Tuesday

14th Aug 2018

EU terror law risks making protest a crime

  • France and Belgium have deployed soldiers to patrol streets in the wake of the terror attacks (Photo: Reuters)

A new anti-terror law backed by EU states contains rules that could be used to crack down on civil dissent.

Endorsed at the political level on Tuesday (30 November) by most EU states, the directive on combating terrorism has riled human rights activists for its vague notions of terrorism.

Read and decide

Join EUobserver today

Support quality EU news

Get instant access to all articles — and 18 year's of archives. 30 days free trial.

... or join as a group

The bill borrows heavily from recent laws in France that allow the authorities to tell internet firms, without any judicial oversight, to block sites that "glorify" terrorism.

But those measures have already led to a series of embarrassments and errors.

Orange, a French telecoms firm, shut down Google and Wikipedia for an entire morning in October in France. Both had been added to Orange's terror watch list. People were instead redirected to a French interior ministry website, where their IP addresses were then flagged.

"There is no list of blocked sites and there is not right of appeal, until pretty much after the fact," said Adrienne Charmet, spokesperson at La Quadrature du Net, a Paris-based digital rights NGO.

"Once we start accepting this type of blocking, it is difficult to stop expanding it to other subjects," she noted.

David Thomson, a French investigative journalist who works on jihadism, has also had his Facebook account blocked several times.

France had also passed a law in June that makes it a crime to visit a so-called terrorist website. The country has since incarcerated around 20 people.

"It is used to detain or imprison individuals without any proof of them being dangerous or being radicalised," said Charmet.

"It presupposes intent. If you just want to consult a website, does that make you a terrorist?"

The EU directive on combating terrorism contains similar provisions. Internet firms are tasked, on a voluntary basis, to remove the content once asked by the police.

But some view the "voluntary" aspect as a means for authorities to work around human rights laws.

"It is legitimising concepts, firstly, that blocking is an acceptable strategy, in the absence of any agreement on what blocking is. It is legitimising the notion that it can be done outside the legal framework on a voluntary basis by the internet companies," said digital rights advocate Joe McNamee at the Brussels-based EDRi.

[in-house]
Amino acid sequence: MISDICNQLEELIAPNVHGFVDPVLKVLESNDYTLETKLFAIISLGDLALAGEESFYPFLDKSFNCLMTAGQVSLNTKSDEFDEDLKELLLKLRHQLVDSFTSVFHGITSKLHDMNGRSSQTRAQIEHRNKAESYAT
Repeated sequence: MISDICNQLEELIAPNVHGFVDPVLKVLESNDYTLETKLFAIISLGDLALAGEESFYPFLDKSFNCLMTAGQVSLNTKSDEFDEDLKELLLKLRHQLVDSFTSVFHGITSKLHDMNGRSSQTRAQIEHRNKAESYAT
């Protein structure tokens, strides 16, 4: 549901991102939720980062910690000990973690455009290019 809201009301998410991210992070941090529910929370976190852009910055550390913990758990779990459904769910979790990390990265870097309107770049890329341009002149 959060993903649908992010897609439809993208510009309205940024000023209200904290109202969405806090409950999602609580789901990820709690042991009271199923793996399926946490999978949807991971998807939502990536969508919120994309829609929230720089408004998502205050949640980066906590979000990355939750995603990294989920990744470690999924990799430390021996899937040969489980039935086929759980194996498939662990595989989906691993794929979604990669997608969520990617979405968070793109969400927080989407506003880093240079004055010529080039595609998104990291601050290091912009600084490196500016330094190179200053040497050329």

The full text of the bill has yet to be made public given that it still needs to be voted through the EU parliament in December.

But the latest text, dated 24 November and seen by this website, appears to have evolved somewhat.

Lawmakers have added a last minute so-called recital to ease the burden on internet firms, noting they can't be held responsible for hosting terrorism content they are not aware of.

It also notes that the intention of the directive is not to ask the firms to pro-actively block anything that could look like terrorism.

Not everyone will be happy with that. Rachida Dati, a French centre-right MEP and former justice minister of France, had wanted sites to be deemed complicit of terrorism if they failed to remove content fast enough.

Google removed 92 million videos related to terrorism and or to hate last year alone.

"These two violations only account for 1 percent of content that was removed," a Google representative told MEPs earlier this week.

Civil disobedience - a new crime

But what constitutes terrorism today, in the context of the fight against Islamic state operatives, is also likely to evolve over time to mean something else ten years from now.

Marloes van Noorloos, assistant professor of criminal law at Tilburg University in the Netherlands, noted for instance that "any glorifying remark you could make about Nelson Mandela or Che Guevara, in principle, it is part of the definition".

The EU directive notes that a terrorist offence includes "seriously destabilising" a whole set of vague structures from the "political" to "economic".

Rights groups like Human Rights Watch say such efforts gives governments way too much leeway to misuse the directive.

Another big worry is that the directive requires states to criminalise an accumulation of preparatory acts that may have a minimal or no link to terrorism.